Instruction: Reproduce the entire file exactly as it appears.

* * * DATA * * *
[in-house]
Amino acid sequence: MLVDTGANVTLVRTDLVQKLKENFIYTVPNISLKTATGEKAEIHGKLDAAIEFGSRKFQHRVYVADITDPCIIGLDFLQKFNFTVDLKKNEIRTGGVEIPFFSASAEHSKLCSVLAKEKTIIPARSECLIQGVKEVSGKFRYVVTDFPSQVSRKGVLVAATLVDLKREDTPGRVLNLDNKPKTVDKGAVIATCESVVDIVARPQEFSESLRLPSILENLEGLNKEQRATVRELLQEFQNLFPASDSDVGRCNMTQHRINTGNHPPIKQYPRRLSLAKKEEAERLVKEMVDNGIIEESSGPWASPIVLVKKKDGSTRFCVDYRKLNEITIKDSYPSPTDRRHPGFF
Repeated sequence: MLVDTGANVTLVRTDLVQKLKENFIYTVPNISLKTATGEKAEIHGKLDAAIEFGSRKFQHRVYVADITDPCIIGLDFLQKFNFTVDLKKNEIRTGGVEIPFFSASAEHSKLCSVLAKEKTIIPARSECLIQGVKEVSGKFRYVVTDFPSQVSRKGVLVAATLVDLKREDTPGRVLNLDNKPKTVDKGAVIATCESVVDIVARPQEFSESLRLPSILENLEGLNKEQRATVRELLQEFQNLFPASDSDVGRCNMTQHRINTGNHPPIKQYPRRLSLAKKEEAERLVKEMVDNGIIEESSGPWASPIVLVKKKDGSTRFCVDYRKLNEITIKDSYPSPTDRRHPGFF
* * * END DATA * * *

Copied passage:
[in-house]
Amino acid sequence: MLVDTGANVTLVRTDLVQKLKENFIYTVPNISLKTATGEKAEIHGKLDAAIEFGSRKFQHRVYVADITDPCIIGLDFLQKFNFTVDLKKNEIRTGGVEIPFFSASAEHSKLCSVLAKEKTIIPARSECLIQGVKEVSGKFRYVVTDFPSQVSRKGVLVAATLVDLKREDTPGRVLNLDNKPKTVDKGAVIATCESVVDIVARPQEFSESLRLPSILENLEGLNKEQRATVRELLQEFQNLFPASDSDVGRCNMTQHRINTGNHPPIKQYPRRLSLAKKEEAERLVKEMVDNGIIEESSGPWASPIVLVKKKDGSTRFCVDYRKLNEITIKDSYPSPTDRRHPGFF
Repeated sequence: MLVDTGANVTLVRTDLVQKLKENFIYTVPNISLKTATGEKAEIHGKLDAAIEFGSRKFQHRVYVADITDPCIIGLDFLQKFNFTVDLKKNEIRTGGVEIPFFSASAEHSKLCSVLAKEKTIIPARSECLIQGVKEVSGKFRYVVTDFPSQVSRKGVLVAATLVDLKREDTPGRVLNLDNKPKTVDKGAVIATCESVVDIVARPQEFSESLRLPSILENLEGLNKEQRATVRELLQEFQNLFPASDSDVGRCNMTQHRINTGNHPPIKQYPRRLSLAKKEEAERLVKEMVDNGIIEESSGPWASPIVLVKKKDGSTRFCVDYRKLNEITIKDSYPSPTDRRHPGFF